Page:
Building Management

Demand Response IS Supply Chain Management

Let’s acknowledge Demand Response for what it really is: the premier tool for supply chain management of electrons.

Really?

I know. DR came into its own by its use in capacity, emergency or economic programs sponsored by ISO’s in open markets. It serves as a hedge against volatility, a backstop to prevent brown-outs, and it even adds a bit to the bottom line, a favorite of CFO’s everywhere.

But Supply Chain Management?

Yep. One of the unanticipated benefits of DR is that is teaches energy users a great deal about that use. They learn that peak demand matters, what causes it and when it occurs. They learn to shape loads to minimize costs, and some even develop pretty good predictive capabilities. The truly gifted have learned how to transform the inherent variability of manufacturing processes into cash through regulation markets.

Inevitably, DR practitioners realize that the very same techniques used in formal DR programs work equally well in avoiding demand charges from their energy supplier. Equally well? Better, actually, because often the savings in demand charges will dwarf the revenue available from participating in DR events. The key is that those DR programs taught them how to be sophisticated and pro-active, rather than passively accepting the surprise up-charges in the monthly energy bill.

Consider the key elements of supply chain management:

1. Cost reduction: not only does this make business more efficient, but every dollar saved drops to the bottom line. In a business with 5% margins, that’s equivalent to $20 in new sales revenue.
2. Communications: From early data loggers to modern user portals, we have more ways to visualize energy and to use that information. More importantly, standards like OpenADR and Green Button, mean key information comes in time to take action; all courtesy of DR.
3. Efficiency: managing the load profile reduces wasted electrons and times heavy energy use during lower cost periods. Monitoring equipment justified and installed for DR programs also enables predictive maintenance and early fault detection. In buildings, knowing where people are and are not means facility staff can energize or not energize appropriately.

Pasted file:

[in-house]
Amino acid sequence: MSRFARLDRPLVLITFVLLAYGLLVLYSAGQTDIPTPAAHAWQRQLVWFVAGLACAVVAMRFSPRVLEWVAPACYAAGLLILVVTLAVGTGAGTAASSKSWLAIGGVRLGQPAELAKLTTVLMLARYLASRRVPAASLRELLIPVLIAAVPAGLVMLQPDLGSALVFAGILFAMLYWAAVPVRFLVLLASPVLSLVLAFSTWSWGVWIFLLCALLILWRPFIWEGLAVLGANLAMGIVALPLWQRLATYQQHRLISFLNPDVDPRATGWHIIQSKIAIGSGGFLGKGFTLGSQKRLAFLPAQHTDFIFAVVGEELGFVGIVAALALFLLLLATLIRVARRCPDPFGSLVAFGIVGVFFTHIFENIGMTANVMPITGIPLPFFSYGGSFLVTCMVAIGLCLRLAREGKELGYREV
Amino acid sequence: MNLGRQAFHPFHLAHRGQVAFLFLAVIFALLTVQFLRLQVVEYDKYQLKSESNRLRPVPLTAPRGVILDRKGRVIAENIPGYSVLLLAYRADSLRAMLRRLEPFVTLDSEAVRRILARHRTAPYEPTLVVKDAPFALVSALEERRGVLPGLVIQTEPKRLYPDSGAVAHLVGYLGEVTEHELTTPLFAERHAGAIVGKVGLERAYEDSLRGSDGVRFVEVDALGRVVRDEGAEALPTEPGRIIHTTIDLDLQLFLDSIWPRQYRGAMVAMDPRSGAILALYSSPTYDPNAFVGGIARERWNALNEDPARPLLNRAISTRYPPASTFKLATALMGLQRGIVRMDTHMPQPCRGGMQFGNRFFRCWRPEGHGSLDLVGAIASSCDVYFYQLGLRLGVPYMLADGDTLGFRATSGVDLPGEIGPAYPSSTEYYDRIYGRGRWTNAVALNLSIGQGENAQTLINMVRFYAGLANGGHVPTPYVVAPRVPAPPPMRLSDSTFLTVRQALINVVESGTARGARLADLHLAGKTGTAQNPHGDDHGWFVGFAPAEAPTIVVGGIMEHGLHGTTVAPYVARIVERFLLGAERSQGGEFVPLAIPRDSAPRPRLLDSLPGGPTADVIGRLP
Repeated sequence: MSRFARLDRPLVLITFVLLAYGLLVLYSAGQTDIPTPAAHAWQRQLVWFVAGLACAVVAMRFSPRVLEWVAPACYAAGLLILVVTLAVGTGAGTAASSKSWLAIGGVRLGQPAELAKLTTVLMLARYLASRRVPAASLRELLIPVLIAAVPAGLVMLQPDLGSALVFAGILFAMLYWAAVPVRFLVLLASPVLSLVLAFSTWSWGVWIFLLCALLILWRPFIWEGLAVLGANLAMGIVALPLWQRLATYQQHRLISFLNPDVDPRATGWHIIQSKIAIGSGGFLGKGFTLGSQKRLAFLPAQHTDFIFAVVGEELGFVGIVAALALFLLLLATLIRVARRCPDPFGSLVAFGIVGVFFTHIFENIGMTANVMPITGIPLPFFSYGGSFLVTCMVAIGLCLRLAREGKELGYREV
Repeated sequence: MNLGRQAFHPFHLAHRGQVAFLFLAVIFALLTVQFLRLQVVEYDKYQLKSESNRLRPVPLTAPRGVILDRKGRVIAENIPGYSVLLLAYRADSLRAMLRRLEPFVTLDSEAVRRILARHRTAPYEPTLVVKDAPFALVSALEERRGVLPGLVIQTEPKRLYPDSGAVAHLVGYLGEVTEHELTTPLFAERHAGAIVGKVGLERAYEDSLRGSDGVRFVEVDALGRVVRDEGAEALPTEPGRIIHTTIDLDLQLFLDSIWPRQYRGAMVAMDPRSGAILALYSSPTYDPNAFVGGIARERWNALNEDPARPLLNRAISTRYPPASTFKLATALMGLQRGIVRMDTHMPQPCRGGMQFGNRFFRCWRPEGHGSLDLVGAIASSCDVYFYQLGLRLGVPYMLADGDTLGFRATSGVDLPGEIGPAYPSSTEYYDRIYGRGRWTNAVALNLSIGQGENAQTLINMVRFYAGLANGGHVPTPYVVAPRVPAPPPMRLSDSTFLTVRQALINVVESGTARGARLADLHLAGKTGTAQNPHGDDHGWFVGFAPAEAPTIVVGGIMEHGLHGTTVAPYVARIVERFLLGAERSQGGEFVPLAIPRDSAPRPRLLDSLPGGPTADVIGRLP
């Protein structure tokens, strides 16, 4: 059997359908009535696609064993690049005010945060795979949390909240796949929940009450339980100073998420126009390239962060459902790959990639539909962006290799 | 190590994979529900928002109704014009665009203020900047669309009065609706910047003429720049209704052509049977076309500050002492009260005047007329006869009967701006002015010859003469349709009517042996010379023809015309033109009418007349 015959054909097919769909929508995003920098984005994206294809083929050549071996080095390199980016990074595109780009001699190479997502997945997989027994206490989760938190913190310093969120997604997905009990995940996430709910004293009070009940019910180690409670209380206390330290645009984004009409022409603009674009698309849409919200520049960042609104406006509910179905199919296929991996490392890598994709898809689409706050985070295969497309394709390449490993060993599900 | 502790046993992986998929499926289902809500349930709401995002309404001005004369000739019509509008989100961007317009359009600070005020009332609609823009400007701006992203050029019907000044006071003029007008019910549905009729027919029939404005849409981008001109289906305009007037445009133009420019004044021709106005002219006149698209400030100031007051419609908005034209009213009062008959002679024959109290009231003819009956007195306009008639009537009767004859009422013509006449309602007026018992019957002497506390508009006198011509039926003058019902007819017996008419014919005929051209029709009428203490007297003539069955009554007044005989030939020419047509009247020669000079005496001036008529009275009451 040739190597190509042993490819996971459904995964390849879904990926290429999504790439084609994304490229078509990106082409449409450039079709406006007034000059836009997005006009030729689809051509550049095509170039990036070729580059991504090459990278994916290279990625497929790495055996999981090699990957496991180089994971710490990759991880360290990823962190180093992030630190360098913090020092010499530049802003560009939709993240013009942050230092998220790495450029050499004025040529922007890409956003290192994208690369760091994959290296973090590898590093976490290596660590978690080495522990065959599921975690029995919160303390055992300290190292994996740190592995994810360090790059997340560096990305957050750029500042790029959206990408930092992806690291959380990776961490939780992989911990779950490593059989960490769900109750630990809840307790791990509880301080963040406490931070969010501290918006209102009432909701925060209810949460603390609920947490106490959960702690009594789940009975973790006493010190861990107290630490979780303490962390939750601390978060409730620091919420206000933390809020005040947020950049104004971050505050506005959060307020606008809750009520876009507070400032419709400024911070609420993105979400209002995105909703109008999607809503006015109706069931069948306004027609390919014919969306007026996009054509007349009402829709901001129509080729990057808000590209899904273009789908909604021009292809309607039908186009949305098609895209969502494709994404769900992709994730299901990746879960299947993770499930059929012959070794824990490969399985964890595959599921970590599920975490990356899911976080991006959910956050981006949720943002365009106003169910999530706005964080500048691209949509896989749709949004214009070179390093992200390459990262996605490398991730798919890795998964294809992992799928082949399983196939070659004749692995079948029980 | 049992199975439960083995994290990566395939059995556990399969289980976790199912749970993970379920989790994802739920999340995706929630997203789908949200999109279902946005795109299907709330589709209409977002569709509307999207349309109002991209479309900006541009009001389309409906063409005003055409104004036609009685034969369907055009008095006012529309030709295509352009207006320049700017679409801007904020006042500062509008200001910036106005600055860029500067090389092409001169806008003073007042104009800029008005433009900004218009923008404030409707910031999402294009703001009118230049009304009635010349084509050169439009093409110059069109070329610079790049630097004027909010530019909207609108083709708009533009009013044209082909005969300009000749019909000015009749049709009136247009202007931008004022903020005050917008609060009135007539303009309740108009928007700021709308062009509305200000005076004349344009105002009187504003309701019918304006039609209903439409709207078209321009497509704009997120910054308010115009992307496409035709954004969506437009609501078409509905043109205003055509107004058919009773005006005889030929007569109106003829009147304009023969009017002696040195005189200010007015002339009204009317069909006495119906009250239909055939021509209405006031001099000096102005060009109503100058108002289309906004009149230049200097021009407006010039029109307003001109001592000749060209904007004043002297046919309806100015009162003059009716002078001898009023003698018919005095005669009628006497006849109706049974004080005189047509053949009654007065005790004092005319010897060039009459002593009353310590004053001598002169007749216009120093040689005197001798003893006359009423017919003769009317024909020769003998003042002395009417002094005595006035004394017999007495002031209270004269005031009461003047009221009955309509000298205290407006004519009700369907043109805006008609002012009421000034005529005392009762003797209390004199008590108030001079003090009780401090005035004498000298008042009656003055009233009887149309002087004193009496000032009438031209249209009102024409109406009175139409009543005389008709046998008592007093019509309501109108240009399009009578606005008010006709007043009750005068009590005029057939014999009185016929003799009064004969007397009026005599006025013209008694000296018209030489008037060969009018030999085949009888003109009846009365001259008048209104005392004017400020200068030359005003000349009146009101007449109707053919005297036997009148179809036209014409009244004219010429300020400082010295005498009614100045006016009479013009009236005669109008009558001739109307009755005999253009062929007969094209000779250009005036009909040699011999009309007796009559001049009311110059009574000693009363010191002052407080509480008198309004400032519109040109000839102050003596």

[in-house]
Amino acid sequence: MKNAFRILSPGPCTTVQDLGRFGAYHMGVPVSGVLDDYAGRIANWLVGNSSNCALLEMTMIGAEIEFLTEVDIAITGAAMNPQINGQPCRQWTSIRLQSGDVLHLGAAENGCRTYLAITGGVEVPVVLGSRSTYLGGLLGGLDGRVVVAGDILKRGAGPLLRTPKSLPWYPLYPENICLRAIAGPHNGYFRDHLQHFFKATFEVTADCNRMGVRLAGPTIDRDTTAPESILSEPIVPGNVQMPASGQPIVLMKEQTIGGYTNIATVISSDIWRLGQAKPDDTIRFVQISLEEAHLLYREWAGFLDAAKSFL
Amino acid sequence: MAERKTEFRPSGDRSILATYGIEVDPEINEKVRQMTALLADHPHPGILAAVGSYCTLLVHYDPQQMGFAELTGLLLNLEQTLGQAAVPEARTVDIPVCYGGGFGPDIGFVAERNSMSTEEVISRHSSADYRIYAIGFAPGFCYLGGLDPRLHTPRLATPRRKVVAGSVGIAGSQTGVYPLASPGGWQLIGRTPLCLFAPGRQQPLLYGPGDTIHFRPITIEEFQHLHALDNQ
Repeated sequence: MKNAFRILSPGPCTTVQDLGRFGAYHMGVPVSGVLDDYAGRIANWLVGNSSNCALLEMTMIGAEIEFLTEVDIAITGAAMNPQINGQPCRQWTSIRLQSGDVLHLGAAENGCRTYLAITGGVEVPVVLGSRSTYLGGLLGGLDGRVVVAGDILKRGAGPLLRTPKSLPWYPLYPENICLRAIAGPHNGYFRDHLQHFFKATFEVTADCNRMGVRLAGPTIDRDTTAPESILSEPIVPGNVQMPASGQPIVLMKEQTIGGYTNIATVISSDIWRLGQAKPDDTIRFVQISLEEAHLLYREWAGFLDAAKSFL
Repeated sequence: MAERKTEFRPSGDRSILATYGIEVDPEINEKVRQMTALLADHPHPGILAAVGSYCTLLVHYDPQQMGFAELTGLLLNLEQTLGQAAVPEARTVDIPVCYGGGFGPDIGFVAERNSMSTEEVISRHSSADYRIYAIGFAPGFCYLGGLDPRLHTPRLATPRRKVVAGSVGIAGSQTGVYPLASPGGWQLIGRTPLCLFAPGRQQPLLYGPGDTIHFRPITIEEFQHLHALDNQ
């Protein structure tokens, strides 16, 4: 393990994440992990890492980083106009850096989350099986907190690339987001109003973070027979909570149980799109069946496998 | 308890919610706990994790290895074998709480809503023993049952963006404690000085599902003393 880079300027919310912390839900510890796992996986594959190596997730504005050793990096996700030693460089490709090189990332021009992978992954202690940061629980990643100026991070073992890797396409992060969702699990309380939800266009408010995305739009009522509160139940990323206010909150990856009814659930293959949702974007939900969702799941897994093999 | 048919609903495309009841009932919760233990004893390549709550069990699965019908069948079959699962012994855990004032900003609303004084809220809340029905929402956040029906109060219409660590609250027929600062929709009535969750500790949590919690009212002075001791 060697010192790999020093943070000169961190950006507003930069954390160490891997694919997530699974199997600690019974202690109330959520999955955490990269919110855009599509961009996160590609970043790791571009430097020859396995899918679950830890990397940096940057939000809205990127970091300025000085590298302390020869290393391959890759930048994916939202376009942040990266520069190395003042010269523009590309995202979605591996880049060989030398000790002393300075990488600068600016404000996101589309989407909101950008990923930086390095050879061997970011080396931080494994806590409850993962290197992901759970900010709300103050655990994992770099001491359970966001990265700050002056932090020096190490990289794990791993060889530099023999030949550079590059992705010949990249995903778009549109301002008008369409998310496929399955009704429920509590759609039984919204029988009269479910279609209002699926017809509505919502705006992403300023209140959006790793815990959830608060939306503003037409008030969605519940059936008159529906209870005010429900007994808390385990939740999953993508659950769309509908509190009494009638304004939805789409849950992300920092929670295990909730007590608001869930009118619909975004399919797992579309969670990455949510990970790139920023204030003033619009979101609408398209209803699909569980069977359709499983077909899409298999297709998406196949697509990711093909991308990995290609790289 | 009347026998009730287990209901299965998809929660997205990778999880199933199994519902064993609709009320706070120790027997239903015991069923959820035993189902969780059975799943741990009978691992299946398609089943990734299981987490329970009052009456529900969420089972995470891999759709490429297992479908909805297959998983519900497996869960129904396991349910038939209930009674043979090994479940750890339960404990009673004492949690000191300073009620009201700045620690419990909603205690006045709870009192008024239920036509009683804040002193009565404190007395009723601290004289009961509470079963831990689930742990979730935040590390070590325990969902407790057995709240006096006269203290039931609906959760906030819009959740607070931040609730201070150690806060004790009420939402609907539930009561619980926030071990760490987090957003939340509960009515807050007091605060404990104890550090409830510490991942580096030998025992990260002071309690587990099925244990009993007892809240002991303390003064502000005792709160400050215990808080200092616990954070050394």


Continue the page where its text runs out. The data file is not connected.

4. Innovation: Demand Response itself is a major innovation, but the technology ecosystem around it has exploded. Often termed the “killer app” of the Smart Grid, DR also offsets the cost of improving internal capabilities as well. Enter Data Analytics. DR + DA = BIG $$.
5. Risk Management: The most frequent reason for DR programs is to limit the frequency and impact of power outages. Within a site, the sophisticated DR practitioner may, or soon will, have local energy sources (generators, batteries, fuel cells) which can respond to a DR signal either for an event or for emergency purposes. Old hat for data centers and health care, but increasingly seen elsewhere. Even techniques as simple as recognizing and using mid-process storage can make a difference.
6. Continuous improvement: ISO50001 has codified this for energy managers; but even informally, the practice of DR today is far more advanced than it was in the first DR programs of the early 2000’s, and certainly from the tariffed programs of the mid-20th century. Another key change is seeing DR become mainstream in everything from LEED credit to Certified Energy Manager programs.

Demand Response IS Supply Chain Management, and the competition knows it. Do you have an energy strategy based on DR techniques? Let us know.

In June 2013, Schneider Electric will be hosting “Xperience Efficiency” in cities around the world.  These free events will show you how to take control of your electricity supply chain in your industry, facility and even your home.


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